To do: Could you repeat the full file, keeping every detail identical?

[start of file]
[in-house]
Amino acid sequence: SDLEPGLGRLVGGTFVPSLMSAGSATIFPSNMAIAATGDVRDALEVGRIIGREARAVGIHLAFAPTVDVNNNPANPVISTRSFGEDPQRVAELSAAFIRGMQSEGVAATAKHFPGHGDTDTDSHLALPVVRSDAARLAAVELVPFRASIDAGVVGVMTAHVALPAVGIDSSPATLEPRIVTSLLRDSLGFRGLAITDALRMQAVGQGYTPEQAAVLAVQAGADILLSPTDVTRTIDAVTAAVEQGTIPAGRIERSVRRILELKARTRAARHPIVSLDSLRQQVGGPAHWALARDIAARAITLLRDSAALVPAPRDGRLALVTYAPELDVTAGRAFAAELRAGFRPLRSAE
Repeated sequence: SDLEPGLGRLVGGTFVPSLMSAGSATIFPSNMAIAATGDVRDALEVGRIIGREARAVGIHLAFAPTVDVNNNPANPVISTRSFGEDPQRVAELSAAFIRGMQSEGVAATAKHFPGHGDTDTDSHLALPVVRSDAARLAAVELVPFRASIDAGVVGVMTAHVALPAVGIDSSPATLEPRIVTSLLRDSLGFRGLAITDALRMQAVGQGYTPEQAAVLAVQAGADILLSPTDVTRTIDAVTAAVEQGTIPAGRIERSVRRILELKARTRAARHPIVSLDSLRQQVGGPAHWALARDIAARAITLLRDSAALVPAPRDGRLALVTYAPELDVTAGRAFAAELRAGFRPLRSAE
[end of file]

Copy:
[in-house]
Amino acid sequence: SDLEPGLGRLVGGTFVPSLMSAGSATIFPSNMAIAATGDVRDALEVGRIIGREARAVGIHLAFAPTVDVNNNPANPVISTRSFGEDPQRVAELSAAFIRGMQSEGVAATAKHFPGHGDTDTDSHLALPVVRSDAARLAAVELVPFRASIDAGVVGVMTAHVALPAVGIDSSPATLEPRIVTSLLRDSLGFRGLAITDALRMQAVGQGYTPEQAAVLAVQAGADILLSPTDVTRTIDAVTAAVEQGTIPAGRIERSVRRILELKARTRAARHPIVSLDSLRQQVGGPAHWALARDIAARAITLLRDSAALVPAPRDGRLALVTYAPELDVTAGRAFAAELRAGFRPLRSAE
Repeated sequence: SDLEPGLGRLVGGTFVPSLMSAGSATIFPSNMAIAATGDVRDALEVGRIIGREARAVGIHLAFAPTVDVNNNPANPVISTRSFGEDPQRVAELSAAFIRGMQSEGVAATAKHFPGHGDTDTDSHLALPVVRSDAARLAAVELVPFRASIDAGVVGVMTAHVALPAVGIDSSPATLEPRIVTSLLRDSLGFRGLAITDALRMQAVGQGYTPEQAAVLAVQAGADILLSPTDVTRTIDAVTAAVEQGTIPAGRIERSVRRILELKARTRAARHPIVSLDSLRQQVGGPAHWALARDIAARAITLLRDSAALVPAPRDGRLALVTYAPELDVTAGRAFAAELRAGFRPLRSAE